sequestration

Definitions

  • WordNet 3.6
    • n sequestration seizing property that belongs to someone else and holding it until profits pay the demand for which it was seized
    • n sequestration the act of segregating or sequestering "sequestration of the jury"
    • n sequestration a writ that authorizes the seizure of property
    • n sequestration the action of forming a chelate or other stable compound with an ion or atom or molecule so that it is no longer available for reactions
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Webster's Revised Unabridged Dictionary
    • Sequestration A kind of execution for a rent, as in the case of a beneficed clerk, of the profits of a benefice, till he shall have satisfied some debt established by decree; the gathering up of the fruits of a benefice during a vacancy, for the use of the next incumbent; the disposing of the goods, by the ordinary, of one who is dead, whose estate no man will meddle with.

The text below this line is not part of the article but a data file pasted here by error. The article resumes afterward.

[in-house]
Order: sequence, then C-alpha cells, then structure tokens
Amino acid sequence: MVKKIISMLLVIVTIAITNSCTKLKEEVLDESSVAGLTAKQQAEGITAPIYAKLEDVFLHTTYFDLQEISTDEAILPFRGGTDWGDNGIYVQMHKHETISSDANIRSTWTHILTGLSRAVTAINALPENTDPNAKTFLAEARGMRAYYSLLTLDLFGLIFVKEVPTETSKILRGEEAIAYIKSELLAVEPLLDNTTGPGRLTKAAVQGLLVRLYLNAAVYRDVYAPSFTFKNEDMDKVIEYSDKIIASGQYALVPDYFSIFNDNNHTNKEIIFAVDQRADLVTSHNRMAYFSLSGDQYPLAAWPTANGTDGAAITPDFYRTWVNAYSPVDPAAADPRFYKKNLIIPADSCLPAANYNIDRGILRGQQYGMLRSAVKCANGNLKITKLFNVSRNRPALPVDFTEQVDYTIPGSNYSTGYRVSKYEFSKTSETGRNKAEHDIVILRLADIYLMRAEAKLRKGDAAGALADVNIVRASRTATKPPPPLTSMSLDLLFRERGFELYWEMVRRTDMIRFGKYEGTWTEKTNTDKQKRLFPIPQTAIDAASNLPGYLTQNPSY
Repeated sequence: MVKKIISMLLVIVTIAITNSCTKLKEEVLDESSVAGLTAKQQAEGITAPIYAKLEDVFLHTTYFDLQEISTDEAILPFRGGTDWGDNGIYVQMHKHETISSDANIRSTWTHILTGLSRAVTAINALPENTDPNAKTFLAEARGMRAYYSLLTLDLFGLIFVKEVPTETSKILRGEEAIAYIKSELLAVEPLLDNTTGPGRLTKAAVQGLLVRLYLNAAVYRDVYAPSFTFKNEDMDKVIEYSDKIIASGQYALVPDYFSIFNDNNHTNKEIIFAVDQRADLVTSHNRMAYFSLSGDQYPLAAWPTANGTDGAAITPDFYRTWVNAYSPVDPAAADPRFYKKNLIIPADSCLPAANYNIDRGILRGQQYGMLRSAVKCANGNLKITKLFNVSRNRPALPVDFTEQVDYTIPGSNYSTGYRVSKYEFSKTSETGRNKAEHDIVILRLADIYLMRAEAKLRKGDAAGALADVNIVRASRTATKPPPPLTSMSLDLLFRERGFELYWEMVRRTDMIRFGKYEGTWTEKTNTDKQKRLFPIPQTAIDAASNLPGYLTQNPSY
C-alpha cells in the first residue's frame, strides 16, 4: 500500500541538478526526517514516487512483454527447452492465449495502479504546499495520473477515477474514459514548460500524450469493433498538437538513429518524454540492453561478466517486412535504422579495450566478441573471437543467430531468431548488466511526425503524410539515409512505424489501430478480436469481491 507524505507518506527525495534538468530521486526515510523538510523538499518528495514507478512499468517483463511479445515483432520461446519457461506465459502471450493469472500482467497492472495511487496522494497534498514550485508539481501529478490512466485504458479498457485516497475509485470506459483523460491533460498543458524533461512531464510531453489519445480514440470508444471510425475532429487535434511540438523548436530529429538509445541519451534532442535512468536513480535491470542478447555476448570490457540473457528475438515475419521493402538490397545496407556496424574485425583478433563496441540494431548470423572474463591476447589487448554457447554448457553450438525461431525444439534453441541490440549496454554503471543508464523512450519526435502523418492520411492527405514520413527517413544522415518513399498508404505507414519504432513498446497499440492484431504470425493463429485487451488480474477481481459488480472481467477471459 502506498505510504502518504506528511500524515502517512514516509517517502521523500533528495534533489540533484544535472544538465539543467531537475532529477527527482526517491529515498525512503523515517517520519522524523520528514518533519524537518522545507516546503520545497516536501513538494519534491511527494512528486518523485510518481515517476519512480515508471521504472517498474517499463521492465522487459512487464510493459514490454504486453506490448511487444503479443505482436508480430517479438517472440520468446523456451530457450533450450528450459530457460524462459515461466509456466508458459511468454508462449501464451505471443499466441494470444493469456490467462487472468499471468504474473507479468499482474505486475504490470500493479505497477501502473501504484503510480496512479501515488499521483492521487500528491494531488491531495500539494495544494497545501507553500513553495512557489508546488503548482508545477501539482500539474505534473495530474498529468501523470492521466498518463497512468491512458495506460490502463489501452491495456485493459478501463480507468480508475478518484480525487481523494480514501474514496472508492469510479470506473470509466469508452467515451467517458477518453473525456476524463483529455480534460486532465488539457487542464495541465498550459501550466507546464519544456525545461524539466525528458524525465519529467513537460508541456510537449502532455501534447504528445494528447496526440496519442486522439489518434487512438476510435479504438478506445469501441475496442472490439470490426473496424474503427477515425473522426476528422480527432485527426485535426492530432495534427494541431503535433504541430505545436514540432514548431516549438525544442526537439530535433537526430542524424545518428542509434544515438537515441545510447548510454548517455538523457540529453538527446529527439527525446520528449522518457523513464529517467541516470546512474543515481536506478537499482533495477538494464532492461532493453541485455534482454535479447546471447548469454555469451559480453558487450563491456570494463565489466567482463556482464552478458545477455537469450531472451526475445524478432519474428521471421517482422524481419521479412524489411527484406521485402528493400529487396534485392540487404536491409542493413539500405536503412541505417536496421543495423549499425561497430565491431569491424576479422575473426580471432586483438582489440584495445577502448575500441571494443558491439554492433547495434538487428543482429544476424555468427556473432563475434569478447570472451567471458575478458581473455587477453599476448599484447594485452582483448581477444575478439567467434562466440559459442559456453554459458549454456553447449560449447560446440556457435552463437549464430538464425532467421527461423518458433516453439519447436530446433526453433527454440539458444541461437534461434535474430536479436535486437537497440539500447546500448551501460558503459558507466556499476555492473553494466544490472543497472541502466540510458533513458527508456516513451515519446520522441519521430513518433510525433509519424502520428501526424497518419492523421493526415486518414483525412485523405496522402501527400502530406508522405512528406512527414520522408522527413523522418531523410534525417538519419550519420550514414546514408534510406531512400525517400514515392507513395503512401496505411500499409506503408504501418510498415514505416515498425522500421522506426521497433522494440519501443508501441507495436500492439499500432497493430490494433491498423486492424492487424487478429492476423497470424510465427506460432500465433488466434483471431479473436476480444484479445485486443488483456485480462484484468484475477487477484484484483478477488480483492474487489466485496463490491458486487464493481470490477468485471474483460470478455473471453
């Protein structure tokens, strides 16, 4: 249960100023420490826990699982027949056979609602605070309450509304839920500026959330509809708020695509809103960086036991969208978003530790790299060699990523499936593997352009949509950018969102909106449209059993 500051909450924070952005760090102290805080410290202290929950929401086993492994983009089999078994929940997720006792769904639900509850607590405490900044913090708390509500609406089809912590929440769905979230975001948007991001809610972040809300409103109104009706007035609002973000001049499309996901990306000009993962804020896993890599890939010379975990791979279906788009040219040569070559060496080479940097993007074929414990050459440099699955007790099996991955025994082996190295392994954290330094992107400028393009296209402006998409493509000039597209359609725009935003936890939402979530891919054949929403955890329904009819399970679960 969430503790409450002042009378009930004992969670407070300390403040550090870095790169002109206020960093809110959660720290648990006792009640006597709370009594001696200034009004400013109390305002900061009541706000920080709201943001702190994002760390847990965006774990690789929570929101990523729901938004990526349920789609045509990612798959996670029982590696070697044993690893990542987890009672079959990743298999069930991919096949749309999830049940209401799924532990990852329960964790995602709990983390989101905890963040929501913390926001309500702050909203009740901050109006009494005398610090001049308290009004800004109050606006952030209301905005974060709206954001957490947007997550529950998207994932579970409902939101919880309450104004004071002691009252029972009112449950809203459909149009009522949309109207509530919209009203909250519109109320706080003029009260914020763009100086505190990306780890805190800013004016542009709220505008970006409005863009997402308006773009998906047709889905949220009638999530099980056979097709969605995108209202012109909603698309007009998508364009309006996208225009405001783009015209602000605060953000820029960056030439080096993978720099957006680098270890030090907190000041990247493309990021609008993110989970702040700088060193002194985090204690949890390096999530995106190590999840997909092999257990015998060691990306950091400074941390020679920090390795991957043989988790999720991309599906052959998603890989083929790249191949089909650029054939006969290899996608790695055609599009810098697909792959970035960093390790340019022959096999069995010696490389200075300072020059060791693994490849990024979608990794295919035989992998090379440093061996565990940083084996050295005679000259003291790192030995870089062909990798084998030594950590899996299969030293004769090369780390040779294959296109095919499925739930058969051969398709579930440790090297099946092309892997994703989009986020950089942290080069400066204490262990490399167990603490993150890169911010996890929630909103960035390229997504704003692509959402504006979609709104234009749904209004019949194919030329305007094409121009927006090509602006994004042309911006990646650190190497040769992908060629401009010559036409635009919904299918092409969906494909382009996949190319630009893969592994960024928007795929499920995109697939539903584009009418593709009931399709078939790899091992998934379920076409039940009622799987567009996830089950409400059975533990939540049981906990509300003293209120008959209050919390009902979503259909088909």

• Sequestration A prerogative process empowering certain commissioners to take and hold a defendant's property and receive the rents and profits thereof, until he clears himself of a contempt or performs a decree of the court.
    • Sequestration Disunion; disjunction.
    • Sequestration The act of separating, or setting aside, a thing in controversy from the possession of both the parties that contend for it, to be delivered to the one adjudged entitled to it. It may be voluntary or involuntary.
    • Sequestration The seizure of the property of an individual for the use of the state; particularly applied to the seizure, by a belligerent power, of debts due from its subjects to the enemy.
    • Sequestration The state of being separated or set aside; separation; retirement; seclusion from society. "Since Henry Monmouth first began to reign, . . . This loathsome sequestration have I had."
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Century Dictionary and Cyclopedia
    • n sequestration The act of sequestering, or the state of being sequestered or set aside; separation; retirement; seclusion from society.
    • n sequestration Disunion; disjunction; division; rupture.
    • n sequestration In law:
    • n sequestration The separation of a thing in controversy from the possession of those who contend for it.